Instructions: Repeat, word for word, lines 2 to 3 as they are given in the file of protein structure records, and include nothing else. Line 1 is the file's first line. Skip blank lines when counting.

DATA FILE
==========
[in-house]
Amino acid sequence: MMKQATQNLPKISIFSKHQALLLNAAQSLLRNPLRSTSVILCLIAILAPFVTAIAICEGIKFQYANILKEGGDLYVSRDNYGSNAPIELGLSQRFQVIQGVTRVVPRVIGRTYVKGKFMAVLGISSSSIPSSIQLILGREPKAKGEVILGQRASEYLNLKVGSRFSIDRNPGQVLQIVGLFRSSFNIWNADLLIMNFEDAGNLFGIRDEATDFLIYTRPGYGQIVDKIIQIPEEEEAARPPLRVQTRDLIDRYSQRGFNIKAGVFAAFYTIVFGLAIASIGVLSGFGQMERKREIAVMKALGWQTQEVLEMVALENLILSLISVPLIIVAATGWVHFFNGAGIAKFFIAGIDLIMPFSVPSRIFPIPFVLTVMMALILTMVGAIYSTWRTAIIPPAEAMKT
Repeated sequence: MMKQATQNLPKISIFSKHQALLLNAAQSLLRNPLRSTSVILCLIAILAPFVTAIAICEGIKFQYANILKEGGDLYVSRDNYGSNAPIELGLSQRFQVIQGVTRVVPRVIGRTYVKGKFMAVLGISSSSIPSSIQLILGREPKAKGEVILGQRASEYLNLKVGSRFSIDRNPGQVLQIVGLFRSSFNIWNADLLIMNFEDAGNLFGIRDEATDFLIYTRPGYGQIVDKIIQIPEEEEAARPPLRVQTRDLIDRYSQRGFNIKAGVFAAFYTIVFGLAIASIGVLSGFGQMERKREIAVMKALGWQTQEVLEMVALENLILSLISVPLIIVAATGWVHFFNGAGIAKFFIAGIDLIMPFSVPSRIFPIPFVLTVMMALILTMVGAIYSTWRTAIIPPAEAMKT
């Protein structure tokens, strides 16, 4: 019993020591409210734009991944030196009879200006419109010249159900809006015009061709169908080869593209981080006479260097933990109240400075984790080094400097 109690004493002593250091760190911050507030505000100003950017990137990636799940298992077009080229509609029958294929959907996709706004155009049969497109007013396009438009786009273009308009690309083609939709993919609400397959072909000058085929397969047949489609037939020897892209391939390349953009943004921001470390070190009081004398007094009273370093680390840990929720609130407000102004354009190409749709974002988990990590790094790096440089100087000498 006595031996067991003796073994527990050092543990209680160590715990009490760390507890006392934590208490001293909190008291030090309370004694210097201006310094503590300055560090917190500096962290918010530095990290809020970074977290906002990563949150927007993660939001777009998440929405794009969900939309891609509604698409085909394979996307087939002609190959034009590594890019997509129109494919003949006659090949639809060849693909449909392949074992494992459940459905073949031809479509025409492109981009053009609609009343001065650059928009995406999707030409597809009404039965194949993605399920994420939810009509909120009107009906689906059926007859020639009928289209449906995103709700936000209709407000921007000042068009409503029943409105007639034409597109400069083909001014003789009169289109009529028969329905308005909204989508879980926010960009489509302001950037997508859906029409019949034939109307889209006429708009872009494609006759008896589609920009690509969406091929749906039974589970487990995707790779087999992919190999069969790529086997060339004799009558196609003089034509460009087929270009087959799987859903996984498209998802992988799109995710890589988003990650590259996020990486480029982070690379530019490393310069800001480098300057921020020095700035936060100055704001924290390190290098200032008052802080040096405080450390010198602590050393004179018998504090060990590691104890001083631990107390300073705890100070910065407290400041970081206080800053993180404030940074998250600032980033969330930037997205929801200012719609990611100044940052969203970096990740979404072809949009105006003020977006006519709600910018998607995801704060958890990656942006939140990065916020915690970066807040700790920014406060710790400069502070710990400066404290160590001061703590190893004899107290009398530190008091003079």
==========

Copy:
Amino acid sequence: MMKQATQNLPKISIFSKHQALLLNAAQSLLRNPLRSTSVILCLIAILAPFVTAIAICEGIKFQYANILKEGGDLYVSRDNYGSNAPIELGLSQRFQVIQGVTRVVPRVIGRTYVKGKFMAVLGISSSSIPSSIQLILGREPKAKGEVILGQRASEYLNLKVGSRFSIDRNPGQVLQIVGLFRSSFNIWNADLLIMNFEDAGNLFGIRDEATDFLIYTRPGYGQIVDKIIQIPEEEEAARPPLRVQTRDLIDRYSQRGFNIKAGVFAAFYTIVFGLAIASIGVLSGFGQMERKREIAVMKALGWQTQEVLEMVALENLILSLISVPLIIVAATGWVHFFNGAGIAKFFIAGIDLIMPFSVPSRIFPIPFVLTVMMALILTMVGAIYSTWRTAIIPPAEAMKT
Repeated sequence: MMKQATQNLPKISIFSKHQALLLNAAQSLLRNPLRSTSVILCLIAILAPFVTAIAICEGIKFQYANILKEGGDLYVSRDNYGSNAPIELGLSQRFQVIQGVTRVVPRVIGRTYVKGKFMAVLGISSSSIPSSIQLILGREPKAKGEVILGQRASEYLNLKVGSRFSIDRNPGQVLQIVGLFRSSFNIWNADLLIMNFEDAGNLFGIRDEATDFLIYTRPGYGQIVDKIIQIPEEEEAARPPLRVQTRDLIDRYSQRGFNIKAGVFAAFYTIVFGLAIASIGVLSGFGQMERKREIAVMKALGWQTQEVLEMVALENLILSLISVPLIIVAATGWVHFFNGAGIAKFFIAGIDLIMPFSVPSRIFPIPFVLTVMMALILTMVGAIYSTWRTAIIPPAEAMKT